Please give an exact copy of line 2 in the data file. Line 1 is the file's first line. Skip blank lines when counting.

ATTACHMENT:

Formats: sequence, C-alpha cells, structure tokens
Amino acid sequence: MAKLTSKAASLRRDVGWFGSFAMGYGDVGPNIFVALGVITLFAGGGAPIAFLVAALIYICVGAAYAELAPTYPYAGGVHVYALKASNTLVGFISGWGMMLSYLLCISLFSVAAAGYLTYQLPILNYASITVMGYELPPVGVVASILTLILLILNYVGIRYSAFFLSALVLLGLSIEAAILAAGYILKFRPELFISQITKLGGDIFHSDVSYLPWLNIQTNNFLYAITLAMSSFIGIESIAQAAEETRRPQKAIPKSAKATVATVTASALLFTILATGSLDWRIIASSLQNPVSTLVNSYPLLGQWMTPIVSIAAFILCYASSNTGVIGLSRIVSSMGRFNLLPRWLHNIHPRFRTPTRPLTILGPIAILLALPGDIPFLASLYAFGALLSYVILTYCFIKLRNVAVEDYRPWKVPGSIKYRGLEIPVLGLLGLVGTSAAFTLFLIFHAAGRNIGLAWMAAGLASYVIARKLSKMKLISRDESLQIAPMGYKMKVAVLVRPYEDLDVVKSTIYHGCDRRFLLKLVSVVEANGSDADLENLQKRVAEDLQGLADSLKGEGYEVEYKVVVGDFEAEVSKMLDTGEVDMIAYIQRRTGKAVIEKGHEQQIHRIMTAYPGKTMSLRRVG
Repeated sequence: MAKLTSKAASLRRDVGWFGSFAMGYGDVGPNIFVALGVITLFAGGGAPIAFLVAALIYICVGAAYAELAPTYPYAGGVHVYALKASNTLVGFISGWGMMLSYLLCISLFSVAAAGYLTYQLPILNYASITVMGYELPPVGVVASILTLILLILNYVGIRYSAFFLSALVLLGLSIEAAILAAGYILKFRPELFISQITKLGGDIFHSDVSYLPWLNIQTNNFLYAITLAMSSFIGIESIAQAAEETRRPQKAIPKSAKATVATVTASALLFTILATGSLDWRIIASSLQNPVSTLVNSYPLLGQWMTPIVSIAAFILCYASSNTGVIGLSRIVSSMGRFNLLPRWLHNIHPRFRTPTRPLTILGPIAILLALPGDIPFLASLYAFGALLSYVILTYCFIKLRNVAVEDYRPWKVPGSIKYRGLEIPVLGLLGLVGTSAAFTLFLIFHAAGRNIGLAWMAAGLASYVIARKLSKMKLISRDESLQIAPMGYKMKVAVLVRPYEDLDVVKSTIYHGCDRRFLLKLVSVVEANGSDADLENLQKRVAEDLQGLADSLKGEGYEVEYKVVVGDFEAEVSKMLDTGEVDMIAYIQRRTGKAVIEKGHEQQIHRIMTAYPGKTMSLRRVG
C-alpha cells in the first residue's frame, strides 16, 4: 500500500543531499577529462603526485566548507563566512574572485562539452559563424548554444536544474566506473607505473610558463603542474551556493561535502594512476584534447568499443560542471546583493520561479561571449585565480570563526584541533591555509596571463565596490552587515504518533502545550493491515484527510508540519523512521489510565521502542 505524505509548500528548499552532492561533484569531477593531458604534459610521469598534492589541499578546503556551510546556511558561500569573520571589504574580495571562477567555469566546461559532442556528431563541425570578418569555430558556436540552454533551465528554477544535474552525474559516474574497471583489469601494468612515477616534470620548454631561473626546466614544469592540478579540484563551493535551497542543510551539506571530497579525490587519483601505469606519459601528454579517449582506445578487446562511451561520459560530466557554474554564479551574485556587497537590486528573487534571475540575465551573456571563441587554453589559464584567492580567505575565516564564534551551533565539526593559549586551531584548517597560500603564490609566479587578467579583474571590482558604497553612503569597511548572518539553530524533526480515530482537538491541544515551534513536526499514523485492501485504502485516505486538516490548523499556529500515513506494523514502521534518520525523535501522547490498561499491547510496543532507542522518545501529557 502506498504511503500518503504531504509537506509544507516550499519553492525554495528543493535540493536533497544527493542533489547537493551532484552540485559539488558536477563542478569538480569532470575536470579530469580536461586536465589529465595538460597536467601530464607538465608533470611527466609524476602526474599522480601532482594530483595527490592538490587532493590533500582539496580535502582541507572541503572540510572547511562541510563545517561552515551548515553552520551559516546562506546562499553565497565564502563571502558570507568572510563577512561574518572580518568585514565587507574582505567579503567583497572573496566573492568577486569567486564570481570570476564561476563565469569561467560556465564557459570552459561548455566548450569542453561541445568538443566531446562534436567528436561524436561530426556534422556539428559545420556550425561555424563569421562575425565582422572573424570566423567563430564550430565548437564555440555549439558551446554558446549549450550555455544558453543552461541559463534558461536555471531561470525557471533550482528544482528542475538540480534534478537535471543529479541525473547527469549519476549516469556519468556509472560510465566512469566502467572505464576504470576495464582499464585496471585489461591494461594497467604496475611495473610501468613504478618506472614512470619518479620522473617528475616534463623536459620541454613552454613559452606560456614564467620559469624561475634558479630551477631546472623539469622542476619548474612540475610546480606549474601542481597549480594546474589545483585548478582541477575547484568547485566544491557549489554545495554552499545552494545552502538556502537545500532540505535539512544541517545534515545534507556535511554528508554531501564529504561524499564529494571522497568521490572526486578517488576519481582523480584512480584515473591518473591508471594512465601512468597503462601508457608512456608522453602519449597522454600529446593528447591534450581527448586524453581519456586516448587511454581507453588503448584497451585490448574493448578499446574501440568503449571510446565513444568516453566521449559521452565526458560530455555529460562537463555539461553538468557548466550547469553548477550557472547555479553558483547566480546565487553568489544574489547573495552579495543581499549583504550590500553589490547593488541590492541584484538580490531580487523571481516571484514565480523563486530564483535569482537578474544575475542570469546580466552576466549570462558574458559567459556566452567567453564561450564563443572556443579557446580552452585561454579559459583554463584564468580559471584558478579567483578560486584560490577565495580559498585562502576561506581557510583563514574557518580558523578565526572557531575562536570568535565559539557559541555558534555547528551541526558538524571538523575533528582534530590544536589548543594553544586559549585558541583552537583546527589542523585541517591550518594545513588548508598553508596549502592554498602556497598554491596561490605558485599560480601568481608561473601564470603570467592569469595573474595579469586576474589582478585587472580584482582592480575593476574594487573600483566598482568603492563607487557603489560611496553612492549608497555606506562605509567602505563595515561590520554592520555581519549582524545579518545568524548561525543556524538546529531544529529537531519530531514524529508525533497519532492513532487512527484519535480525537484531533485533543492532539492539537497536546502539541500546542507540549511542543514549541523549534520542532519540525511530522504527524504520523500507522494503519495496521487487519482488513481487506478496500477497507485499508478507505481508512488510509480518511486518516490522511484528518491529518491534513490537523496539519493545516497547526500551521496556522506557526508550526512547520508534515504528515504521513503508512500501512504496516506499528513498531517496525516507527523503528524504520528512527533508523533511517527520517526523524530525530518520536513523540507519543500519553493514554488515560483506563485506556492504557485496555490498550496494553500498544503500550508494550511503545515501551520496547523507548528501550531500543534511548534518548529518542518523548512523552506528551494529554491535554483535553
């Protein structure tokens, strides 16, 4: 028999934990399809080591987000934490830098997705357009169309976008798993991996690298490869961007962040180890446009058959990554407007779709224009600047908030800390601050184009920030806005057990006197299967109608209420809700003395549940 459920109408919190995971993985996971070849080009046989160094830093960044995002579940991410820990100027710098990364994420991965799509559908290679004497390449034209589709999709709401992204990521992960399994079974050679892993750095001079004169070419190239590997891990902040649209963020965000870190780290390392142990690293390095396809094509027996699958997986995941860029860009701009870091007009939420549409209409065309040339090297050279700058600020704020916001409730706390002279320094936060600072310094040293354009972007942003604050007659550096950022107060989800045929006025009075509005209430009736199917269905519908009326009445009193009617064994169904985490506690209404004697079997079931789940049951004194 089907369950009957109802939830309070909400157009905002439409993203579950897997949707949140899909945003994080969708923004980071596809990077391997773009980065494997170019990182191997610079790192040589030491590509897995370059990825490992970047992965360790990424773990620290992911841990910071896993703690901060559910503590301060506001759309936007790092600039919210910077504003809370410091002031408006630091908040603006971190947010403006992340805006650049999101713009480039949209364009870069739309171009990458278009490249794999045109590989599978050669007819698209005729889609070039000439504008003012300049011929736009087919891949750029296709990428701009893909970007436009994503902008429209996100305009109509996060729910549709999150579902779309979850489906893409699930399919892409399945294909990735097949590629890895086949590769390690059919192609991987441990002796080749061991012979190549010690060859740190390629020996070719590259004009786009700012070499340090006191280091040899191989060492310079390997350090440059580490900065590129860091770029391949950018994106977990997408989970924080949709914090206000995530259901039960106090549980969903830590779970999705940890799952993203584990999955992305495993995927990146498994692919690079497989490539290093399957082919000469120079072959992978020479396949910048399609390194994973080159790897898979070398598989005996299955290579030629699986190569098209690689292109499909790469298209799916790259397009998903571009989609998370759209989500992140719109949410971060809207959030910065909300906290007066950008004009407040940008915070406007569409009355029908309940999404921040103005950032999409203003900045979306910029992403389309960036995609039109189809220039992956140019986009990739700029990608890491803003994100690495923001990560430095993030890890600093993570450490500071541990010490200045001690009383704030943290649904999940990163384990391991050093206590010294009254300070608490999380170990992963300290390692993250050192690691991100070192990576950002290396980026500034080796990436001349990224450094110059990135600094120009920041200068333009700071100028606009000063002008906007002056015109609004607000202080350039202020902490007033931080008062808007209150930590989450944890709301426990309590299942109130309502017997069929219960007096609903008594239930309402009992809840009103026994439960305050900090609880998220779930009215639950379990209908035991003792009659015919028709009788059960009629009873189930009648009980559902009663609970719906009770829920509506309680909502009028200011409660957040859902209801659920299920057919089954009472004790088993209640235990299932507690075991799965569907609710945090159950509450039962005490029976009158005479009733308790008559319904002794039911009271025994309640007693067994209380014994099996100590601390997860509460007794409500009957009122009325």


Amino acid sequence: MAKLTSKAASLRRDVGWFGSFAMGYGDVGPNIFVALGVITLFAGGGAPIAFLVAALIYICVGAAYAELAPTYPYAGGVHVYALKASNTLVGFISGWGMMLSYLLCISLFSVAAAGYLTYQLPILNYASITVMGYELPPVGVVASILTLILLILNYVGIRYSAFFLSALVLLGLSIEAAILAAGYILKFRPELFISQITKLGGDIFHSDVSYLPWLNIQTNNFLYAITLAMSSFIGIESIAQAAEETRRPQKAIPKSAKATVATVTASALLFTILATGSLDWRIIASSLQNPVSTLVNSYPLLGQWMTPIVSIAAFILCYASSNTGVIGLSRIVSSMGRFNLLPRWLHNIHPRFRTPTRPLTILGPIAILLALPGDIPFLASLYAFGALLSYVILTYCFIKLRNVAVEDYRPWKVPGSIKYRGLEIPVLGLLGLVGTSAAFTLFLIFHAAGRNIGLAWMAAGLASYVIARKLSKMKLISRDESLQIAPMGYKMKVAVLVRPYEDLDVVKSTIYHGCDRRFLLKLVSVVEANGSDADLENLQKRVAEDLQGLADSLKGEGYEVEYKVVVGDFEAEVSKMLDTGEVDMIAYIQRRTGKAVIEKGHEQQIHRIMTAYPGKTMSLRRVG